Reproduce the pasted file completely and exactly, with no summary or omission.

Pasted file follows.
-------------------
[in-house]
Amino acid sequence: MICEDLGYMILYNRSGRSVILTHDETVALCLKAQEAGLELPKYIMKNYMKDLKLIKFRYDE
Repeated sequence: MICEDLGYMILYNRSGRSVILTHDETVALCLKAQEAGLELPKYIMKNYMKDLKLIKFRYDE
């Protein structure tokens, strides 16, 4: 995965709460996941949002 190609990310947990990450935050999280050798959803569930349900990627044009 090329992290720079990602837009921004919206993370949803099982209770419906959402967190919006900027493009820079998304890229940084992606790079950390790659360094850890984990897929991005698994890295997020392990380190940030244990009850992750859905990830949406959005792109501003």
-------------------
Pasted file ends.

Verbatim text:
[in-house]
Amino acid sequence: MICEDLGYMILYNRSGRSVILTHDETVALCLKAQEAGLELPKYIMKNYMKDLKLIKFRYDE
Repeated sequence: MICEDLGYMILYNRSGRSVILTHDETVALCLKAQEAGLELPKYIMKNYMKDLKLIKFRYDE
């Protein structure tokens, strides 16, 4: 995965709460996941949002 190609990310947990990450935050999280050798959803569930349900990627044009 090329992290720079990602837009921004919206993370949803099982209770419906959402967190919006900027493009820079998304890229940084992606790079950390790659360094850890984990897929991005698994890295997020392990380190940030244990009850992750859905990830949406959005792109501003």